For many, Karl Barth's break with liberalism is the most important event that has occurred in theology in over 200 years. This book shows how Barth read the Bible before and after his break with liberalism, how he came to read the Bible differently than most of his contemporaries, and why Barth's contribution is still significant today.
As Richard Burnett shows, the crux of Barth's legacy is his abandonment of the hermeneutical tradition of Schleiermacher. Burnett gets to the root of Barth's break from this tradition, and he explores the new set of principles that Barth developed for properly reading scripture.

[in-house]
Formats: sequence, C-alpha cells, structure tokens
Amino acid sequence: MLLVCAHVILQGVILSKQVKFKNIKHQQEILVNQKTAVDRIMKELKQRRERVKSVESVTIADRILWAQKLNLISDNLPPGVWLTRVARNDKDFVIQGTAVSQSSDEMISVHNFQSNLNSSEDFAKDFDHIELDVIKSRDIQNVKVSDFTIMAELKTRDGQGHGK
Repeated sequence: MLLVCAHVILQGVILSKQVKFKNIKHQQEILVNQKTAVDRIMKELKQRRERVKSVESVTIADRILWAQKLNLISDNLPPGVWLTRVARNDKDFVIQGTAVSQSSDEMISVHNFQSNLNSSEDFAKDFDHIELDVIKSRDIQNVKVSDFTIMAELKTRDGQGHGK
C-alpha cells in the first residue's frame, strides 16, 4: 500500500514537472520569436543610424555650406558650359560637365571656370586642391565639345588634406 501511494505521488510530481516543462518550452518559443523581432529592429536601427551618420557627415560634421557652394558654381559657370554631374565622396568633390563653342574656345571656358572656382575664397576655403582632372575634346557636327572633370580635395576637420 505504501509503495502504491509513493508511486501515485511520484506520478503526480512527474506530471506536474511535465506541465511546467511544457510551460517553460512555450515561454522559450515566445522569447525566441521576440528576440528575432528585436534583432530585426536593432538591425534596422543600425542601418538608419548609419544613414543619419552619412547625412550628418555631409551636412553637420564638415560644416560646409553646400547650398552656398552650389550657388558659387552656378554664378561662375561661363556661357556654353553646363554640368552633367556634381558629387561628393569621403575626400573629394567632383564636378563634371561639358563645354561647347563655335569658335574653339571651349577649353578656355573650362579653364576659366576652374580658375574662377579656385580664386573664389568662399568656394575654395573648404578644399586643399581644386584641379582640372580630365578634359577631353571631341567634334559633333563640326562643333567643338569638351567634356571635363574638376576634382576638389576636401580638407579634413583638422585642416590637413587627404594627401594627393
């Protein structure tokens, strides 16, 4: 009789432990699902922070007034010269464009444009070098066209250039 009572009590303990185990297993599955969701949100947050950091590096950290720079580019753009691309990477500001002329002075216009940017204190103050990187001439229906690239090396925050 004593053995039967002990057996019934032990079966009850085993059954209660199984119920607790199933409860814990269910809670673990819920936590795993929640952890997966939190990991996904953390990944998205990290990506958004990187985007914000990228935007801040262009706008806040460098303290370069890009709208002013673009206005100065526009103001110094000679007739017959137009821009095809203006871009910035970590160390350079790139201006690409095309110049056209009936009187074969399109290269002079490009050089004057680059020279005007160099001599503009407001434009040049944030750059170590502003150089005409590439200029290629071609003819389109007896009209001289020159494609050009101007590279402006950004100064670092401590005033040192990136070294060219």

This is a crucial piece of scholarship. Not only is it the first major book in English on Barth's hermeneutics, but it also employs pioneering research in Barth studies. Burnett includes in his discussion new and important material only recently discovered in Switzerland and made available here in English for the first time: six preface drafts that Barth wrote for his famous Romans commentary, which some regard as the greatest theological work of all time.
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